The importance of having the right properties in your property portfolio.

 

Now more than ever it is important to remember the three fundamental keys to successful property investing:

 

  1. Buying below market value
  2. Buying properties that have a good upside for growth
  3. Buying properties that have a strong cashflow.

 

The market is changing.

Over the last ten years, it didn’t take much to make money on properties if you were buying in Sydney or Melbourne.

 

We have seen amazing growth across these capitals, but now, things have changed.

 

Liquidity is drying up.

Thanks to lending restrictions and less liquidity out there, it has become more difficult for many buyers to get loans.

 

There are greater risks involved in investing, which is why it is important to remember the three fundamentals mentioned above.

 

These work to minimise risk at the time of purchase in the following ways.

 

Buying below market value.

If you can secure a purchase price that is 15-30% below market value, you are essentially building a safety buffer into the acquisition.

 

The current market is an excellent one for buyers. Thanks to the fear and hype propagated by the media, it is possible to play on this when negotiating a deal with agents and vendors.

 

Not only are you minimising risk by creating a buffer, you are also building the potential for upside.

 

Remember, it is important to make money when you buy the property, not just when you sell it.

 

Buying with an upside for growth.

When it comes to buying a property at a $600,000 to $800,000 level, and speculating on subdividing or adding in extra dwellings, there are a lot of “maybes”, “one days” and “hopefullys” involved.

 

There are some metropolitan markets where you can still buy for $150,000 to $300,000. This enables even low income earners to better fit the serviceability criteria of the banks.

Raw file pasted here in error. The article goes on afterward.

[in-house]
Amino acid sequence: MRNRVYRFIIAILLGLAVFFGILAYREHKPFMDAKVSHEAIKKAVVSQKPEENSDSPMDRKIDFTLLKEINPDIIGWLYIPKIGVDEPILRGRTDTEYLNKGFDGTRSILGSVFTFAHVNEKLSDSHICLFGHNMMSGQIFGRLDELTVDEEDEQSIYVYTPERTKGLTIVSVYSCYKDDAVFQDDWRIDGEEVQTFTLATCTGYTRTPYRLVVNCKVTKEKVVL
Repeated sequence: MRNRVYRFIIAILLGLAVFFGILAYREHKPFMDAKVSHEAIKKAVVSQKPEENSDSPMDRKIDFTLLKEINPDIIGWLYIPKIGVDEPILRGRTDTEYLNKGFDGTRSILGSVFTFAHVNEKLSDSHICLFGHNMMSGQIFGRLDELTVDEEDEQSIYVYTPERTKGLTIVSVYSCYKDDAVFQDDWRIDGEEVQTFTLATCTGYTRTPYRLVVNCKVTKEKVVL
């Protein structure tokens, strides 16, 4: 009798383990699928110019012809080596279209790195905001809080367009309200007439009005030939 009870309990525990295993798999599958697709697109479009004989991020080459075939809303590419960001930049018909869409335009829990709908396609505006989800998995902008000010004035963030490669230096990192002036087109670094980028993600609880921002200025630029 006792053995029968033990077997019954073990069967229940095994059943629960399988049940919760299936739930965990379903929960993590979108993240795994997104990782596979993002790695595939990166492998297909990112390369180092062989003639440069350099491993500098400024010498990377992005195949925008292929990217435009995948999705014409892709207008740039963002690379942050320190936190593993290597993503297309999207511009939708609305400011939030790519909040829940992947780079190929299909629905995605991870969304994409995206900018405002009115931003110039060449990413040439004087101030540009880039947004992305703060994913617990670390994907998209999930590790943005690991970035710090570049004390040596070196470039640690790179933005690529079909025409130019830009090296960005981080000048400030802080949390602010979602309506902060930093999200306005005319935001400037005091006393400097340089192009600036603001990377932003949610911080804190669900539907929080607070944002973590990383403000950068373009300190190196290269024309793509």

There is more upside for growth in these undervalued markets as well as a good cashflow to see you through your repayments.

 

Buying with a good cashflow.

You don’t want to be buying properties that bleed your pay check dry every month. If you aim for a neutral cashflow within your portfolio, you will be minimising the risk of financial hardship if you lose your job.

 

These sorts of properties will be easier to hold over the long term and will enable you to better expand your portfolio.

 

Questions to ask when buying.

Aside from the three fundamentals, there are some important questions you should ask yourself before purchasing a property.

 

  1. Why are you buying this?
  2. How will this property help you to be in a better position to quit your job?

 

Every property should serve a purpose in your property portfolio. Make sure you are making money on them at the time of purchase so that you can minimise risk and push for the greatest return possible.

 

Have you been able to negotiate a good purchase price in the current market? Please share your experiences in the comments section below.

 

Where Do I Go From Here?